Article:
“I went looking for a new practice that was kinder to my waistline than a Swedish pancake fest and kinder to my wallet than a trip to Ikea. I landed on the practice of årsgång.”
According to my ancestry report, I’m 29.6 percent Swedish. You’d never know it from my Midwestern-twang-meets-New-York-sass dialect. Most people rightly guess I’m part Scottish since I wear a tartan kilt for clergy duties and still pull off a reasonable Highland Fling. Yet my Swedish side has always been a bit elusive even to me―especially since my great aunt Aimee died.
Aimee Adelaide Möllenhoff was a statuesque woman with dark black hair, always wrapped in a tight bun. When visiting her in rural Iowa during my childhood, my sister and I would sneak up her back stairs to watch Aunt Aimee remove a seemingly unending amount of bobby pins each night, unleashing waist-long locks we envied.
We also coveted her sing-song accent—which reminded us of the Swedish chef from the Muppets. Before each meal, she would stand and offer a short prayer, “I Jesu namn till bords vi gå, välsigna Gud den mat vi få.” Yet, try as we might, neither my sister nor I could grow that hair or pronounce those words.
Recently coming across an old photo of her, I decided to recover my Swedish heritage. So, I went looking for a new practice that was kinder to my waistline than a Swedish pancake fest and kinder to my wallet than a trip to Ikea. I landed on the practice of årsgång, a ritual intended to unveil what the future might bring. Traditionally practiced on the eve of various holidays, it seemed like the perfect New Year’s Eve inspiration for this year-gone-awry.
Roots of the Årsgång Tradition
Folklorists note the heyday of årsgång happened from the 17th century through the early 20th century, most prominently in southern Sweden. In English, the practice can loosely be translated as “year walk.” Not walking for a year, mind you, but rather a walk that was done annually.
Although the specific tasks varied widely depending on where and when one lived, there were some constants. Fasting usually preceded the walk. It was done at midnight and must conclude before dawn. Finally, the walk usually progressed in a leftwards direction and included circling something—such as a church or other building―a specified number of times.
How the walk was done also mattered. “A year walker was not allowed to laugh, stray from the path, or look back, and he or she needed to be prepared to see things that could seem comical, alarming, or baneful,” reveals Tommy Kuusela, a researcher in Uppsala, Sweden, who has studied 18th-century manuscripts and hundreds of archived records.
Purposeful walkers might undertake the journey to increase their luck in the coming year or in hopes of learning practical magic. Many sought access to hidden insights. Kuusela explains, “Success meant that the omen-seeker could acquire knowledge of the following year; it was a ritual that sought answers regarding the unbearable uncertainty of being.” And so, on the return trip home, one might receive omens about how next year’s harvest, whether there would be illness or death, or if a budding romance loomed on the horizon.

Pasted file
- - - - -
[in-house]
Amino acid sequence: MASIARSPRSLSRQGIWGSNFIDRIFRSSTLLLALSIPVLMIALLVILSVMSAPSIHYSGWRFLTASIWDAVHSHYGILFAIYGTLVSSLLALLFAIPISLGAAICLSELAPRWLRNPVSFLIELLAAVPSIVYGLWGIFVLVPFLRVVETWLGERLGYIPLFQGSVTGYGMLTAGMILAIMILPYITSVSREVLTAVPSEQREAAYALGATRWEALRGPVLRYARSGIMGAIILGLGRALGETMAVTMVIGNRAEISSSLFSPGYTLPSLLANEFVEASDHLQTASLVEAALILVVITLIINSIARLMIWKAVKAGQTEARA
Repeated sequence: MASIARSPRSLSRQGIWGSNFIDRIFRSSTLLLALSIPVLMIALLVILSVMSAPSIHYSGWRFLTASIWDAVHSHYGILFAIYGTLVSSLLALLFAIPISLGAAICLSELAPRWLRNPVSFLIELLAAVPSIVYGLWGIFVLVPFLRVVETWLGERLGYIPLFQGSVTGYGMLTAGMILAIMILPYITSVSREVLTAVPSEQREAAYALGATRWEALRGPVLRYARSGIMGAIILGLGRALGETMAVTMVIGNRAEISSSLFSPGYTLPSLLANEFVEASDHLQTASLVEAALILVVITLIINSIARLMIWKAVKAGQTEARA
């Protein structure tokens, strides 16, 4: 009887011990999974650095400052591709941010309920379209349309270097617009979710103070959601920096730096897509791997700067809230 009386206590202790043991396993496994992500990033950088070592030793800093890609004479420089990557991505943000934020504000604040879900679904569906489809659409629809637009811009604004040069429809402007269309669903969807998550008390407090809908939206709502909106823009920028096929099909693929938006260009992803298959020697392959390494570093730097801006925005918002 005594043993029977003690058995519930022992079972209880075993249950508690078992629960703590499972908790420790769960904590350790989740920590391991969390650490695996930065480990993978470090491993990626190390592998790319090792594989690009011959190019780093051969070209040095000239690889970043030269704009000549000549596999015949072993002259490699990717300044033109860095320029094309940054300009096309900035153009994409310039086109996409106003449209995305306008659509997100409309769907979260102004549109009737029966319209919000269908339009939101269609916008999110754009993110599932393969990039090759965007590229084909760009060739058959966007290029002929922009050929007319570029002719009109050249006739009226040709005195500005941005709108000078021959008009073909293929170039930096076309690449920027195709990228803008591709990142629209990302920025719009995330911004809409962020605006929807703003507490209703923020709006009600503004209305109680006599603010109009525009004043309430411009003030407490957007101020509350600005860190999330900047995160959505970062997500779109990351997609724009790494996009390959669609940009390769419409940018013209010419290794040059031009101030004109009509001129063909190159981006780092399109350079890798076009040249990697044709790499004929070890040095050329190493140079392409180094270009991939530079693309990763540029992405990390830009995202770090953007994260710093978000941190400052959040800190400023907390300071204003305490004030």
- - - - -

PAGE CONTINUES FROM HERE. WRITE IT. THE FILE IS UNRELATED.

Supernatural beings sometimes delivered the messages. For example, otherworldly small men carrying large bushels of crops could foretell a prosperous harvest.
Yet, not all beings were of the pleasant variety. No, årsgång was not for the faint of heart. Wandering around in churchyards after midnight could be a perilous task. For example, being touched by Gloson, the fierce ghost pig, might cause bad luck, illness, or even death. (Well-prepared walkers carried seven-year-old nuts to feed Gloson, and thus alleviate any adverse outcomes.)
A Modern Adaptation of Årsgång
As this new year arrives, none of us will be packing dancefloors or kissing strangers at midnight. Few of us will be donning sparkly evening wear or calling late-night Ubers. While some of us may have one more Zoom event still in us, many of us may be thinking with abundant sarcasm, “Oh, joy. Another holiday spent in my sleepy pants on the sofa.”
We probably all have high hopes for 2021. With the recent Great Conjunction of Jupiter and Saturn in Aquarius leading the way, perhaps our time is best spent on a new year’s walk to make the hidden visible—and to envision a year worth looking forward to.
Begin your New Year’s Eve with fasting to help prepare your body, mind, and spirit for metaphysical connection. (Get fasting tips here.)
Take a delicious mid-afternoon nap wrapped in soft blankets. Consider applying essential oils―such as peppermint or rosemary―to an eye mask to stimulate your spiritual energy.
During the evening, avoid screens and media, opting for slower activities such as reading, crafting, or puzzling.
Shortly before midnight, toss a small notebook in your pocket and head outside. Walk at an easy pace three times around your house or apartment building in a counter-clockwise direction, using whatever illumination is necessary to do so safely. As you walk, observe what is around you without speaking. Just tread silently and slowly.
After the third pass, find somewhere to sit comfortably. Ask yourself this question, “What needs to be revealed?” Jot down any messages you receive in your notebook.
Try a Swedish practice to start your day on the right note: “Got Gökotta?”